frandeeAt the age of 15, I traveled to Israel with USY for eight weeks and fell in love with Jerusalem, Israel and the people there. I knew then that I wanted to return to Israel to study at The Hebrew University for my junior year of college, the one-year program. At American University I was an International Relations major and Jewish Studies minor. I also already knew that I wanted to dedicate my career to working on behalf of the Israeli people. Many students viewed this as a year to take easy courses,but for me it was an opportunity to focus on my studies and take advantage of such knowledgeable professors like Mordechai Abir. He inspired me even more as I learned not just about Israel but the entire Middle East and various ideologies such as Pan-Arabism. It was the most formative year of my life.

Moreover, I made some amazing long-lasting friendships. Instead of living in the dorm with the American students I opted to live in an apartment dorm with students from Israel and around the world.

I lived with another American, two Israelis, a woman from England and another from Columbia. It was a true melting pot of different sects of Judaism (two Orthodox women; one Israeli who celebrated holidays but never went to synagogue; and the Colombian woman who had dealt with much anti-Semitism in her home country so her family wanted her to go to Israel). Upstairs lived guys from Gibraltar, France and other Israelis. On Shabbat we would have dinner, sing songs and make it a very special time together. I also recall having to participate in guard duty once a month at night with an armed Israeli soldier, a very intimidating experience. All of the Israeli students had jobs to help pay for school. Some jobs included working for El Al, as a policeman and tutor. When I reflect on this, I realize that it is no different today for 90% of the students at HU – they work and/or receive scholarship support from AFHU.

Luckily for me, my American roommate in Israel, JoAnne (Nagler) Hochberg, became my closest friend and we continue to have this special relationship today. We travelled together throughout Israel visiting each other’s relatives and meeting Israelis with varied points of view. JoAnne had cousins on a kibbutz in Eilat where we stayed several times and explored the Sinai.  JoAnne and I went to concerts in Jerusalem where we saw Frank Sinatra and Dizzy Gillespie, and Israeli singers like Chava Alberstein. I also will never forget the night after Shabbat when we went into town to have coffee and two blocks away a bomb in a refrigerator detonated. Several people were injured, including our Israeli roommate’s sister, but it never stopped us from going into town on Saturday nights, we were determined to not let terrorism deter us.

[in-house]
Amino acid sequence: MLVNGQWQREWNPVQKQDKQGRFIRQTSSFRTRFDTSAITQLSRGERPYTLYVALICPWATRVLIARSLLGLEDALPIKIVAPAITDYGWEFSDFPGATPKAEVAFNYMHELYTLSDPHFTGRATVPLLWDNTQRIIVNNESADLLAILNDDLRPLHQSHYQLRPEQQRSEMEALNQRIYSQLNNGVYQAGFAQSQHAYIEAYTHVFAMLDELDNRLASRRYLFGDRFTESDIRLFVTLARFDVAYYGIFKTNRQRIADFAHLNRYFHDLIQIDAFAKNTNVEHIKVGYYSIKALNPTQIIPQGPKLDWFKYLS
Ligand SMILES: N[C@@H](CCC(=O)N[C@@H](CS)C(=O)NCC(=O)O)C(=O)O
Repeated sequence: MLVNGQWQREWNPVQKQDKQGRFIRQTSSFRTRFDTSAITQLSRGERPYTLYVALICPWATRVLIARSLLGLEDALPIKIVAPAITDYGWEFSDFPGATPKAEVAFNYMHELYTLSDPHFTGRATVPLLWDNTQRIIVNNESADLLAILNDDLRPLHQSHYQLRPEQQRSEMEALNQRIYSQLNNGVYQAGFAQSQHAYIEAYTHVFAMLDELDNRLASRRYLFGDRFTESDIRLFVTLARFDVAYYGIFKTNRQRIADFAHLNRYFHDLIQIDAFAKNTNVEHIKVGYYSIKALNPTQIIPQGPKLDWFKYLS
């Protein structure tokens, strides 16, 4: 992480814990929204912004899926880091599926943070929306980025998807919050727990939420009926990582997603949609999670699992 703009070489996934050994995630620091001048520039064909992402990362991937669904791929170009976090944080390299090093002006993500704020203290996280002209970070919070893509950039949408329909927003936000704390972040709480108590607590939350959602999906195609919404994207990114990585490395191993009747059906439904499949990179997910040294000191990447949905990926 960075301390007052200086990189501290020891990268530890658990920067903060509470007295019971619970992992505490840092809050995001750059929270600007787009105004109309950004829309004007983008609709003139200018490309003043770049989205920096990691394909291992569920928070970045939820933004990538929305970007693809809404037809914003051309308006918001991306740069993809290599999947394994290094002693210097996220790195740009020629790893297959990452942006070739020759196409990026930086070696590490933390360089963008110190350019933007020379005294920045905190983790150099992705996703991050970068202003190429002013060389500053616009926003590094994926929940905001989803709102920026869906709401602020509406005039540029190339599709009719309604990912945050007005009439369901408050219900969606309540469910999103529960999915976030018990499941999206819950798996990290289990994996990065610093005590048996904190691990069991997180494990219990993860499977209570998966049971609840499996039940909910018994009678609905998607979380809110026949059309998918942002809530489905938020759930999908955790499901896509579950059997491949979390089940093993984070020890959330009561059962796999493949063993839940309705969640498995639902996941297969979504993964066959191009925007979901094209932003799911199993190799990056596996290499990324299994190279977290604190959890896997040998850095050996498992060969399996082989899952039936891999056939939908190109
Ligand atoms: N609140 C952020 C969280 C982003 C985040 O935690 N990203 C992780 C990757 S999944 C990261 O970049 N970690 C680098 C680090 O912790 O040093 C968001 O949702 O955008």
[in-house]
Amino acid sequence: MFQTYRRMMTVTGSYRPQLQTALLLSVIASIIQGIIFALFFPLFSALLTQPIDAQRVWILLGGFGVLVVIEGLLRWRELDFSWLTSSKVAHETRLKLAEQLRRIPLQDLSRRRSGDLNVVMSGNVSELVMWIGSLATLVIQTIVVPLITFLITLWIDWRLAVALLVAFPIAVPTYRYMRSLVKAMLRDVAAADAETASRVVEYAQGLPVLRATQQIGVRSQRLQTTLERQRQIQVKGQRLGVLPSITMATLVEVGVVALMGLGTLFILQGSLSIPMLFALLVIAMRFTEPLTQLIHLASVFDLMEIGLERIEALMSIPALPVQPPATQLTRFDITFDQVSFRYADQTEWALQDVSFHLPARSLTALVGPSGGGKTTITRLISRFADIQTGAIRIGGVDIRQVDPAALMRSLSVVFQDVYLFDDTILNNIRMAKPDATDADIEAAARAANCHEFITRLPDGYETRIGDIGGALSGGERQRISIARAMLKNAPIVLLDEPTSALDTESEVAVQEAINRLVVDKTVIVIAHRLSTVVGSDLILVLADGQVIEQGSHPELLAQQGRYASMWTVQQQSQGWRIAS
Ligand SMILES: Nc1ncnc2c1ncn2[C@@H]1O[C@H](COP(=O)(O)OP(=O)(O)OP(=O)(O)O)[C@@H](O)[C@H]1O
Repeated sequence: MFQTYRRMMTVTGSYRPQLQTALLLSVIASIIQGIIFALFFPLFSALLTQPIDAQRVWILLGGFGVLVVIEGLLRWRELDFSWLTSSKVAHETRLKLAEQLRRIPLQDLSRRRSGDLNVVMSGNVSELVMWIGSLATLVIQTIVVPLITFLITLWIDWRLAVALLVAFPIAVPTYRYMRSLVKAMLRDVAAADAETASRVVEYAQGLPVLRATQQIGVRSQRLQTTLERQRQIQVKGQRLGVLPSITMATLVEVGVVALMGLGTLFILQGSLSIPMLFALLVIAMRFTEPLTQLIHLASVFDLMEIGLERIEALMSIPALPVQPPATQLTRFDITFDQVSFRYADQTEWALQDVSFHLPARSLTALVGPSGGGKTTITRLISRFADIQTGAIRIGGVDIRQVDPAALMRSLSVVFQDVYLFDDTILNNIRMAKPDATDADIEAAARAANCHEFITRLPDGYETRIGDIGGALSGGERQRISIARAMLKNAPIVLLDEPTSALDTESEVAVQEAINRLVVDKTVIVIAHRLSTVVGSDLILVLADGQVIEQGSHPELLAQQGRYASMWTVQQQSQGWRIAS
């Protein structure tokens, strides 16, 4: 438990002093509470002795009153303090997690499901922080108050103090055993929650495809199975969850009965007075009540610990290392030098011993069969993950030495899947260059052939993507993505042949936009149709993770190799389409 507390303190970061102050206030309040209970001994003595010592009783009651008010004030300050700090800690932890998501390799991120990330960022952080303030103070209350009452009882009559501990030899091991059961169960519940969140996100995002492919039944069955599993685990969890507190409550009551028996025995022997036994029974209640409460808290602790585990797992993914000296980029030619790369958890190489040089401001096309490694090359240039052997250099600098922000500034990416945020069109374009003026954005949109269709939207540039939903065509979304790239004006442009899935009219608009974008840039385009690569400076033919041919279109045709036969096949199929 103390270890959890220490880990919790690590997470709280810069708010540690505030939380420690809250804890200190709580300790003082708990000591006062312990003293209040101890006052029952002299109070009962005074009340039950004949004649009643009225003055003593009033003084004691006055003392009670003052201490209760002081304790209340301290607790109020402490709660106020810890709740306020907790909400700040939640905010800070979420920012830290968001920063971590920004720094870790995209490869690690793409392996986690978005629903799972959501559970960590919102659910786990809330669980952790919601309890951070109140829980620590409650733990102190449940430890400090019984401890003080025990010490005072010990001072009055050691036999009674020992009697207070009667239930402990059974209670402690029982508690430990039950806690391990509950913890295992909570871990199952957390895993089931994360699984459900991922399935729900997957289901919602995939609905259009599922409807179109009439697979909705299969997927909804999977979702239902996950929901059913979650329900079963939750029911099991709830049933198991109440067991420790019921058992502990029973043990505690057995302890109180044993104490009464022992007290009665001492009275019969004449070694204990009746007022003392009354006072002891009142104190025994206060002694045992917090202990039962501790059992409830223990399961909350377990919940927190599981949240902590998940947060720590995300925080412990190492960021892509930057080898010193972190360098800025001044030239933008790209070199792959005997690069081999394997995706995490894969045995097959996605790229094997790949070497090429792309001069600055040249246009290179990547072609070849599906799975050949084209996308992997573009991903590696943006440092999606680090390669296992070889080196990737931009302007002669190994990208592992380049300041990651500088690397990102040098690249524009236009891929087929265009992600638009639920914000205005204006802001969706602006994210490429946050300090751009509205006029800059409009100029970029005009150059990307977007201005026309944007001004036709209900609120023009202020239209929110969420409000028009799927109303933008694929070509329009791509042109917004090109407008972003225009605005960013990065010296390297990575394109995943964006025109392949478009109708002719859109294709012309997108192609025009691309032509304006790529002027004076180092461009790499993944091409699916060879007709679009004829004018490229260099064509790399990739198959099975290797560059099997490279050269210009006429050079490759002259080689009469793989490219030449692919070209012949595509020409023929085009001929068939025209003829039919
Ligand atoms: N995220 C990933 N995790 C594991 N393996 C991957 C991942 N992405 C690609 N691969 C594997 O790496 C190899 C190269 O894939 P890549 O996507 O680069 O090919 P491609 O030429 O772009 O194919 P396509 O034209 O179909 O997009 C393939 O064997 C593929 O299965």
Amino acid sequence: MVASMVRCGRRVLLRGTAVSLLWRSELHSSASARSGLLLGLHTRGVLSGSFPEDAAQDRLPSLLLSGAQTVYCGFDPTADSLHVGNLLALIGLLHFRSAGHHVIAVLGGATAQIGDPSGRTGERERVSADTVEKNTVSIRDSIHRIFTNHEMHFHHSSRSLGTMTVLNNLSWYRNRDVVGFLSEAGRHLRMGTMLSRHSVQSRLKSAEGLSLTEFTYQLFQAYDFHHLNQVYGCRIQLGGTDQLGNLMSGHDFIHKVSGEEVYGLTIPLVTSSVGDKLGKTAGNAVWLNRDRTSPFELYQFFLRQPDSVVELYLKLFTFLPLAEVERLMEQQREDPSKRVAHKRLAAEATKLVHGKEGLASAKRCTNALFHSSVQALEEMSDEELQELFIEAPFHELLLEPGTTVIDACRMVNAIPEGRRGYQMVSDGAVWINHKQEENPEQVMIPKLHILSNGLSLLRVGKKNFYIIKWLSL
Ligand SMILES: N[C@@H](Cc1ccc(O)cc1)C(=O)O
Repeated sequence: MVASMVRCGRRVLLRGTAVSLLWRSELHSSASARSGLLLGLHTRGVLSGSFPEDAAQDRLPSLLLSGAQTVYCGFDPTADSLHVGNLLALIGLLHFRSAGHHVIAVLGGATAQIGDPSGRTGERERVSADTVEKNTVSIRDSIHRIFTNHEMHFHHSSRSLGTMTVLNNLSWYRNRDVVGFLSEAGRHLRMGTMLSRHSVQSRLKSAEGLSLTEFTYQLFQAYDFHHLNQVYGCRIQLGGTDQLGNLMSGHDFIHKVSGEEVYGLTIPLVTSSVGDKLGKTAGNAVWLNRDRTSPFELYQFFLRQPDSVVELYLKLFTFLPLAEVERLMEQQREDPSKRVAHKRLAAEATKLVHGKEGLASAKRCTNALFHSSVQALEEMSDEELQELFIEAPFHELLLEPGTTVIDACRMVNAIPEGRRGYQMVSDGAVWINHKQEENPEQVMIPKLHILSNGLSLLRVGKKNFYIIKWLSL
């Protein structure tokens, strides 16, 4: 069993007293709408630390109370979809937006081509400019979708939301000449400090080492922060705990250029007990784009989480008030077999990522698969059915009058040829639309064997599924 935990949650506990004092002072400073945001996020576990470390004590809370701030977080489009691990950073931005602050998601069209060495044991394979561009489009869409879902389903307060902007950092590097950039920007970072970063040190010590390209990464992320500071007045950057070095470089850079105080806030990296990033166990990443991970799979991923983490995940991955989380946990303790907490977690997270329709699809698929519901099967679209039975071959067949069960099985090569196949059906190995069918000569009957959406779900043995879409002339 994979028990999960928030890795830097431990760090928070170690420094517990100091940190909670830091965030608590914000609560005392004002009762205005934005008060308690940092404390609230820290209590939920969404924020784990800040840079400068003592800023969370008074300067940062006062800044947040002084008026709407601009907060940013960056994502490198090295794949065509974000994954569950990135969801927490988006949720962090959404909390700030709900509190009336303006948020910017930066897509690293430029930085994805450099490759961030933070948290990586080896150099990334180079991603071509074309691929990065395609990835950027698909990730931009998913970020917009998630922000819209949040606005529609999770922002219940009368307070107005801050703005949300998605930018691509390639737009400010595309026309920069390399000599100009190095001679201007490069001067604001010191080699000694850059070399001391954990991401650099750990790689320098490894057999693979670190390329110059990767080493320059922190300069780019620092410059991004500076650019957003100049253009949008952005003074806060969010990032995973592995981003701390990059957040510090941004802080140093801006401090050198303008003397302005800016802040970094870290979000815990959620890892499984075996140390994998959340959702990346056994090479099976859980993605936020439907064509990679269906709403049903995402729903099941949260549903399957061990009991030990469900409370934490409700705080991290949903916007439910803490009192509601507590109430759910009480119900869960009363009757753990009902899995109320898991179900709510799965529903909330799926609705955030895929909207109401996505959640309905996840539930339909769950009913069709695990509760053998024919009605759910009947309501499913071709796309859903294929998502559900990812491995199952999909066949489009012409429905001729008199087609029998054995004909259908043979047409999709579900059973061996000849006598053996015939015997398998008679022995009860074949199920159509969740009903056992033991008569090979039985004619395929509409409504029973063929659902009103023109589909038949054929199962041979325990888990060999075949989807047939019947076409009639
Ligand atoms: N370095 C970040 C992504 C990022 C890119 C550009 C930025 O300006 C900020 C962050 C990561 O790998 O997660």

Being exposed to so many different experiences, people from all walks of life, made me a much more independent and understanding person. I developed an appreciation for the value of cultures and that people have very powerful backgrounds, which can all teach us something. I understood that learning about different cultures helps you expand and grow as an individual and you can bring back home everything that you learned. For me, it brought back home that I can help Israel in my own way by working for Jewish organizations that are helping Israel.

I have dedicated my entire career by working on behalf of Israel in the Washington DC community. When I heard AFHU was looking for a new executive director in the Mid-Atlantic Region, I called the former executive director (I knew her), had a phone interview within a few hours and got the job! I love my job because I am helping the students, researchers and scientists come up with solutions for the global world. It’s very rewarding to be a part of this.

There is an incredible opportunity for fellow Hebrew U alumni to return to Israel with AFHU this coming spring. The Inaugural Alumni Mission to Israel will be on June 4-9, with activities in Jerusalem and Tel Aviv. Alumni will be able to revisit campus and re-experience the magic of Israel through the university that brought us all together. Contact Alana Cooper, Director of Alumni Relation, at acooper@afhu.org or 212.607.8561 for more information.